The position of women in the past always remained a questionable issue. For instance, it is known that women used to be oppressed by the idea of a male-dominated world. Females were forced into marriage, were not allowed into the academic world, and were deprived of many privileges given to men. The period of Romanticism brought several changes to women’s lives, and it is essential to examine these shifts to understand what opportunities women had and what obstacles they faced.
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For women, the Romantic era gave a small opportunity to receive an education. Men always dominated the academic sphere; however, by the end of the 18th century, females started to get basic skills such as reading and writing (Berg, 2019). However, despite this opportunity, those women who made significant scientific discoveries were still undervalued as the idea of male superiority remained in the era of Romanticism. It forced women to conceal their names and work under pseudonyms or anonymously.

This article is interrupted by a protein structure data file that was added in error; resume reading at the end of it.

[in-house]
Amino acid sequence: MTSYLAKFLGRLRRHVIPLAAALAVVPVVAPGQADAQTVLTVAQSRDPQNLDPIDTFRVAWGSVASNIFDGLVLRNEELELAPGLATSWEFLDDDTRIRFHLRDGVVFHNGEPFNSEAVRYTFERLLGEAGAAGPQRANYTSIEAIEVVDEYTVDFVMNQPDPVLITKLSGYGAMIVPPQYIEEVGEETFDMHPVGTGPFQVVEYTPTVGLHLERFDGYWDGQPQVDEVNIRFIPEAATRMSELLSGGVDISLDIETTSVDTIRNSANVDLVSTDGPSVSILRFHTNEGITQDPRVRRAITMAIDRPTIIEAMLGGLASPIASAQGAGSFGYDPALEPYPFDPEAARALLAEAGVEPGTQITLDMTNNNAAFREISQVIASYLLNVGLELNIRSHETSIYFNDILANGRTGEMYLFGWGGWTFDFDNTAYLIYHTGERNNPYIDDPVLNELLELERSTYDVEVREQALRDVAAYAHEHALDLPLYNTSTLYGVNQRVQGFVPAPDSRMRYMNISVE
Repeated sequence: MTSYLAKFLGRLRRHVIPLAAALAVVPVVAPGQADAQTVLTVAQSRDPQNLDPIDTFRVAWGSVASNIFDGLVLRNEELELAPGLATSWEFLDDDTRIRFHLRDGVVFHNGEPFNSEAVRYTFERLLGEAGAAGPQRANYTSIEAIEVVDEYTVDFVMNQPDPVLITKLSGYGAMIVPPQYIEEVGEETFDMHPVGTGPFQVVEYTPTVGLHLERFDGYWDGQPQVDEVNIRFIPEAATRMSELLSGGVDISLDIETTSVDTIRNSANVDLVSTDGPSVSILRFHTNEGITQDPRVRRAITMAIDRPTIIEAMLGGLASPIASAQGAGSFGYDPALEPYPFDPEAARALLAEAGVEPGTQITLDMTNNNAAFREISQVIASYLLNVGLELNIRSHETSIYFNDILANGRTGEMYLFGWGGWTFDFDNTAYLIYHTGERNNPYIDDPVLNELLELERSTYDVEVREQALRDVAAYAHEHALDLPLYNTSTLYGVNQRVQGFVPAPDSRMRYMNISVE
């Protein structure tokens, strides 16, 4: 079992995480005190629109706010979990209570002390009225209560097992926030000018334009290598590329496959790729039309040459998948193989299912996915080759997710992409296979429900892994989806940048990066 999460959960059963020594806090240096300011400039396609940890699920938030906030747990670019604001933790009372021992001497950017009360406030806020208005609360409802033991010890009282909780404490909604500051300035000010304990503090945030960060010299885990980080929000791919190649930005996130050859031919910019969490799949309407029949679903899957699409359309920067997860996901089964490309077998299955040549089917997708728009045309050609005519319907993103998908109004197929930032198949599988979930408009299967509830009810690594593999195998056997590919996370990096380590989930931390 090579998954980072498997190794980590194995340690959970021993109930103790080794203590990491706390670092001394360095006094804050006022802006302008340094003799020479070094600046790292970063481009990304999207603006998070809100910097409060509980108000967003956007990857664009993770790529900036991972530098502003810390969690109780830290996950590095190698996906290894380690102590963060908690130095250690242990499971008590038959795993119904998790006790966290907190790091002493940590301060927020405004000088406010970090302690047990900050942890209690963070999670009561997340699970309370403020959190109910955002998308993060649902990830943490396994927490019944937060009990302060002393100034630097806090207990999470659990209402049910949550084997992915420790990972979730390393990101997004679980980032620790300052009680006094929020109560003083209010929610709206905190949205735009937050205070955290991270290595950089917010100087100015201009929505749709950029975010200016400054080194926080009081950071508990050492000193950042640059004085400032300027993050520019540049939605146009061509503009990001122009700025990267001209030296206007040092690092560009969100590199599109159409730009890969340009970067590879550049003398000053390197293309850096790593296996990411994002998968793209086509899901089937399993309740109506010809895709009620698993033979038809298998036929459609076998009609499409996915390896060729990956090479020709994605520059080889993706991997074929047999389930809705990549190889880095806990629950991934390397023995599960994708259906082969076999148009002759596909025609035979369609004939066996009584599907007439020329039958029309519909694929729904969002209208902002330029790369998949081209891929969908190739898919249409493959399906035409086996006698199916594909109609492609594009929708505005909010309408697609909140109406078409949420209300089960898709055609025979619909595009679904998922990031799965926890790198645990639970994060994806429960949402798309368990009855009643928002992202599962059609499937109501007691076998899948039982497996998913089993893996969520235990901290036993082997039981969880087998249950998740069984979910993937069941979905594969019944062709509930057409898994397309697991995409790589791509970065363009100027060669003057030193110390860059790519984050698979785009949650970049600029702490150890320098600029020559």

Another change is women’s authority related to household and real estate. Historians found evidence that some women were heads of households, which is unusual for females of previous centuries (Sarasua, 2018). It means that some females were given the right to hold and own real estate. However, there is another challenge; almost all women stayed dependent on their husbands, and they could lose their houses in case of their husband’s death. A small percentage of females possessed their property because, in most cases, it belonged to men.
Overall, women of the Romantic period received a degree of educational and household freedom. They could receive primary education and receive a chance to possess real estate. Indeed, the world of the Romantic period remained male-dominated, and females had to suffer from men’s general oppression. It manifested in all spheres of life, including academic, political, and social. The opportunities for women of the 18th century remained still minimal compared to the privileges of males.
Sarasua, C. (2018). Women’s work and structural change: Occupational structure in eighteenth‐century Spain. The Economic History Review, 72(2), 481–509. Web.
Berg, G. A. (2019). The rise of women in higher education: How, why, and what’s next. Rowman & Littlefield Publishers.